The AP Descriptive Chemistry Question: Student Errors
Kent Crippen, University of Nevada Las Vegas, United States ; David Brooks, University of Nebraska - Lincoln, United States
JCMST Volume 24, Number 4, ISSN 0731-9258 Publisher: Association for the Advancement of Computing in Education (AACE), Waynesville, NC USA
For over a decade, the authors have been involved in a design theory experiment providing software for high school students preparing for the descriptive question on the Advanced Placement (AP) Chemistry Exam. Since 1997, the software has been available as a Web site offering repeatable practice. This study describes a four-year dataset on incorrect responses trapped using the most recent interface. A descriptive analysis suggests that the most basic errors include: failing to write appropriate chemical formulas, recognizing reactive species in net ionic reactions, and recognizing weak electrolytes. The largest single group of reported errors, recognizing weak electrolytes, implies strategies for improved student performance on the AP exam. Further, the results of this study support the development of greatly enhanced feedback for future learners using the site.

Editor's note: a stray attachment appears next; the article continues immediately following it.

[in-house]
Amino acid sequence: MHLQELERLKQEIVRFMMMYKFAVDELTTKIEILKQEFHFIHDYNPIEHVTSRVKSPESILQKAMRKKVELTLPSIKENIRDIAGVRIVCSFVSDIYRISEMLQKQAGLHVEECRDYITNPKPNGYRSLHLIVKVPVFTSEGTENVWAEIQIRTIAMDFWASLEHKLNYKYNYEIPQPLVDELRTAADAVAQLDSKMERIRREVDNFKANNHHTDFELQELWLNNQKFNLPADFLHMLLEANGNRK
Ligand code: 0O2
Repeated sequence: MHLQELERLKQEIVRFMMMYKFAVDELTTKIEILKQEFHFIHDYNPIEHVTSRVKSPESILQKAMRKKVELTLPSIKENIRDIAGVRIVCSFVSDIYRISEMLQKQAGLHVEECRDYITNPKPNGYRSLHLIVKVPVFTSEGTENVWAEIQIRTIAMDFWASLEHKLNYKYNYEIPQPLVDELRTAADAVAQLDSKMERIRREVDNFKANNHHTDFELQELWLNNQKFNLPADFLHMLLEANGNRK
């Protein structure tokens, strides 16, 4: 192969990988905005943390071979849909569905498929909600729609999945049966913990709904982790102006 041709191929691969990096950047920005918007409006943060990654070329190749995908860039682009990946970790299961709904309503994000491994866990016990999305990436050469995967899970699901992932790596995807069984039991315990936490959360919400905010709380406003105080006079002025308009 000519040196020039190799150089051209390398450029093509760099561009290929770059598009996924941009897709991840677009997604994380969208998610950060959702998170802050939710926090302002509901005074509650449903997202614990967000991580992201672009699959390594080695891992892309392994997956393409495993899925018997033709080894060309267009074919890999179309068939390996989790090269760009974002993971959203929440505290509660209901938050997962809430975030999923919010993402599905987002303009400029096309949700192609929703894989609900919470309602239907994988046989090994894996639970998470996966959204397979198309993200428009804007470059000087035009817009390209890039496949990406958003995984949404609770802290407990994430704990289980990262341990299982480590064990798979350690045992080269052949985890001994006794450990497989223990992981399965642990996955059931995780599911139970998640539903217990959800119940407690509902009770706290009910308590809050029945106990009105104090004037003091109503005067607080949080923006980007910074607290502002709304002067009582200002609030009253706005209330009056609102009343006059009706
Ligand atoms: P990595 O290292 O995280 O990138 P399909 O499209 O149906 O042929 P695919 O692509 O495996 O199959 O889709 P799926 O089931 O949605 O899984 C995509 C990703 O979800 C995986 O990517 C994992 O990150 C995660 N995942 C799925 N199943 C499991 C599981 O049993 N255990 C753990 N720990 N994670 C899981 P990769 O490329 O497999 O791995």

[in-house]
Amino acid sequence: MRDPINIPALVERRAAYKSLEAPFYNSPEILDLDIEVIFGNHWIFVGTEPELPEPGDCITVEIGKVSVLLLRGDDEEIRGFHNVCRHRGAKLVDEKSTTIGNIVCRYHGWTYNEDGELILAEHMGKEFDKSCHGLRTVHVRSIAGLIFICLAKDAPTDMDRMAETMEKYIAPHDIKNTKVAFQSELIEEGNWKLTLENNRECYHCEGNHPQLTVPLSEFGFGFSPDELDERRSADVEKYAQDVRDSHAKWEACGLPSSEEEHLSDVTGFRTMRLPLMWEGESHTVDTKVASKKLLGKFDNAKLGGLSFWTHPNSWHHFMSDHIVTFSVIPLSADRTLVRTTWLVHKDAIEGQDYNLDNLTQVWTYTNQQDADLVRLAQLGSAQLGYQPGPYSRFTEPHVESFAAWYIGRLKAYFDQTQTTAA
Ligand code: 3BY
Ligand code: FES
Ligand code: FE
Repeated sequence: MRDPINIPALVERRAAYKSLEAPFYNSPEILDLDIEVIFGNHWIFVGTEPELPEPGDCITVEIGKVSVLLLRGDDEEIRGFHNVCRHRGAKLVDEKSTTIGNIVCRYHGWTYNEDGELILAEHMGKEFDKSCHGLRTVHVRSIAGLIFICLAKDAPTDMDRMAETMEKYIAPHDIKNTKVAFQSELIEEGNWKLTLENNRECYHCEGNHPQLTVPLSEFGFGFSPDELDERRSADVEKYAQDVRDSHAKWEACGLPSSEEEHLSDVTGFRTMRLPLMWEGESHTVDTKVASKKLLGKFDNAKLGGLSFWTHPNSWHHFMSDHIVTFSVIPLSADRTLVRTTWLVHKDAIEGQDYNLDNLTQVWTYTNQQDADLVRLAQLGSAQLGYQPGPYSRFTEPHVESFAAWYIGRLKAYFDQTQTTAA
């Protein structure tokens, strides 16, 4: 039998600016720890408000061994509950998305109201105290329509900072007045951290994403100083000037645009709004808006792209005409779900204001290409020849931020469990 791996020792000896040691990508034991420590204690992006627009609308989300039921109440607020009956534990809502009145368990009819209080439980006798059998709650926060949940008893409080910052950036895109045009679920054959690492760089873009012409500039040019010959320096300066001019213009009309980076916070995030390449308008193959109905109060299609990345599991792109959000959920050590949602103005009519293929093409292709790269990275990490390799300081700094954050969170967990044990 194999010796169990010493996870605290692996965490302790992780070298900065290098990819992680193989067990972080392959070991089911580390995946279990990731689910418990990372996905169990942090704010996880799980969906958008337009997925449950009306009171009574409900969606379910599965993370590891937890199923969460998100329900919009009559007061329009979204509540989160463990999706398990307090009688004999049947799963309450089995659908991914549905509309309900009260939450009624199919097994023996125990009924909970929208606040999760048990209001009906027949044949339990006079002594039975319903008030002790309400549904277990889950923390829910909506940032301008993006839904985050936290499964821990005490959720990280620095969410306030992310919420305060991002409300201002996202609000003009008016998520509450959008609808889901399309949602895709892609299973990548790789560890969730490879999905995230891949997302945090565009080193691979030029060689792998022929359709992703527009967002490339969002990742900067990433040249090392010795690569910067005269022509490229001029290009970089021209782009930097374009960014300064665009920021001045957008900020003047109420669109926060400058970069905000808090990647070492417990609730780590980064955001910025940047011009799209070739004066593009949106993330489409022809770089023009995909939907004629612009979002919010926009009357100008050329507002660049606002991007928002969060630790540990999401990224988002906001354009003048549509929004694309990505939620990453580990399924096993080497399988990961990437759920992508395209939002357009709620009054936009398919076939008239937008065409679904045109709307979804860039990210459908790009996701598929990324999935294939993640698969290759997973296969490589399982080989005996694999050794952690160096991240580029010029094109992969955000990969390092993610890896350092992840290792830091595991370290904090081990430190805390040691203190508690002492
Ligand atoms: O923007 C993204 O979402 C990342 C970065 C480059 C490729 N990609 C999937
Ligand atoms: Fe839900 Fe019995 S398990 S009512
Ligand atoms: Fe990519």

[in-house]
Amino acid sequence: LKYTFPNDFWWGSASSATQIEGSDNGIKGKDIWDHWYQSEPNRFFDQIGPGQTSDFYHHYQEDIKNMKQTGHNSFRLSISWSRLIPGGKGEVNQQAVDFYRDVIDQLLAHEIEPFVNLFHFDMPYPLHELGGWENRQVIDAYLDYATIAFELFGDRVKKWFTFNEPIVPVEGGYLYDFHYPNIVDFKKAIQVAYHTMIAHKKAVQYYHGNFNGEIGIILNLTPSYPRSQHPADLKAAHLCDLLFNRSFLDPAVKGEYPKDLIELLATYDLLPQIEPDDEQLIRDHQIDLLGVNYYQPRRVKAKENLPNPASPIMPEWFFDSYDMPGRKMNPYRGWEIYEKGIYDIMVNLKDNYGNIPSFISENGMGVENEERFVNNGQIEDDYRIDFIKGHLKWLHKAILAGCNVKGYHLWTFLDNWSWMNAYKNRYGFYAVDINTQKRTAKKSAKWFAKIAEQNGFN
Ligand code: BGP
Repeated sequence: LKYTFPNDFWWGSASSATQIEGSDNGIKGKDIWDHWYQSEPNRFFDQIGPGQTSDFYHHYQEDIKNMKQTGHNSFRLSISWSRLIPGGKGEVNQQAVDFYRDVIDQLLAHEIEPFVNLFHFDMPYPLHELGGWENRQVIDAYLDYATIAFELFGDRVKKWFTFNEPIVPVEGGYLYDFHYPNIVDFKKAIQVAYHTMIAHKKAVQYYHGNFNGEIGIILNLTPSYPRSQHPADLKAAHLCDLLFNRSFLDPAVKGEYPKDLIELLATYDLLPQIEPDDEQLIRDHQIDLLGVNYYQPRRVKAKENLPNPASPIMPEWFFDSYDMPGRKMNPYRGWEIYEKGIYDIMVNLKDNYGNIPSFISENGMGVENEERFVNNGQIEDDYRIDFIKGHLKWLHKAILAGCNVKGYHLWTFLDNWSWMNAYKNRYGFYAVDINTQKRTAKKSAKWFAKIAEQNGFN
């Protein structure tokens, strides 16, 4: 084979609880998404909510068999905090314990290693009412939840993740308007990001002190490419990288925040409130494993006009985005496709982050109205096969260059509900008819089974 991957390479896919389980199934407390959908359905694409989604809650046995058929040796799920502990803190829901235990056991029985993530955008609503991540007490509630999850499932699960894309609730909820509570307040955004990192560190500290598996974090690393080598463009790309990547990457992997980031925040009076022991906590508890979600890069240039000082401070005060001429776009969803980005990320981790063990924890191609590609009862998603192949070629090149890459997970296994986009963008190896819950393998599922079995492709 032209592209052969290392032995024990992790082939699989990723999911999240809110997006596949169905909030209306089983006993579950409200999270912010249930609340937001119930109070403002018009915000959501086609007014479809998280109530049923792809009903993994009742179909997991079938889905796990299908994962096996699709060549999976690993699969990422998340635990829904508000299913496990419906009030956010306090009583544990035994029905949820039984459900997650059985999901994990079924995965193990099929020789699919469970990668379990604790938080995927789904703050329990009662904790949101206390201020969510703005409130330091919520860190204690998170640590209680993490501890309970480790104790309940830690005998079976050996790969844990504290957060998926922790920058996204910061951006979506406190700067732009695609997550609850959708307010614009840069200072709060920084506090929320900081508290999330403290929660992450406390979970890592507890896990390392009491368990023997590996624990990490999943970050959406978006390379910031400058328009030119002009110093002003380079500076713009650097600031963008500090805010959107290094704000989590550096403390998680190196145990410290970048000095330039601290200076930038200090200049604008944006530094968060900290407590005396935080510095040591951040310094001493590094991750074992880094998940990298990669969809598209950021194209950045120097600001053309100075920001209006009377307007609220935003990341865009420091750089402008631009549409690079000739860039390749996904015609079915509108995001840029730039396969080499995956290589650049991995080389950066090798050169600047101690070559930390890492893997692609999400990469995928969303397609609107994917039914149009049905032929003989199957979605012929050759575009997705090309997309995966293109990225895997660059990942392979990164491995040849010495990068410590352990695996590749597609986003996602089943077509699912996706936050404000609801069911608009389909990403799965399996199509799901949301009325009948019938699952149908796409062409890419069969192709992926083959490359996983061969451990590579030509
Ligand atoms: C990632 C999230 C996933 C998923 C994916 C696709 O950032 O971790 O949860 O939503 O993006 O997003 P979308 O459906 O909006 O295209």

Crippen, K. & Brooks, D. (2005). The AP Descriptive Chemistry Question: Student Errors. Journal of Computers in Mathematics and Science Teaching, 24(4), 357-366. Norfolk, VA: Association for the Advancement of Computing in Education (AACE).
© 2005 Association for the Advancement of Computing in Education (AACE)
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Suhasini Kotcherlakota & David Brooks, University of Nebraska-Lincoln, United States
Society for Information Technology & Teacher Education International Conference 2006 (Mar 19, 2006) pp. 3995–3999
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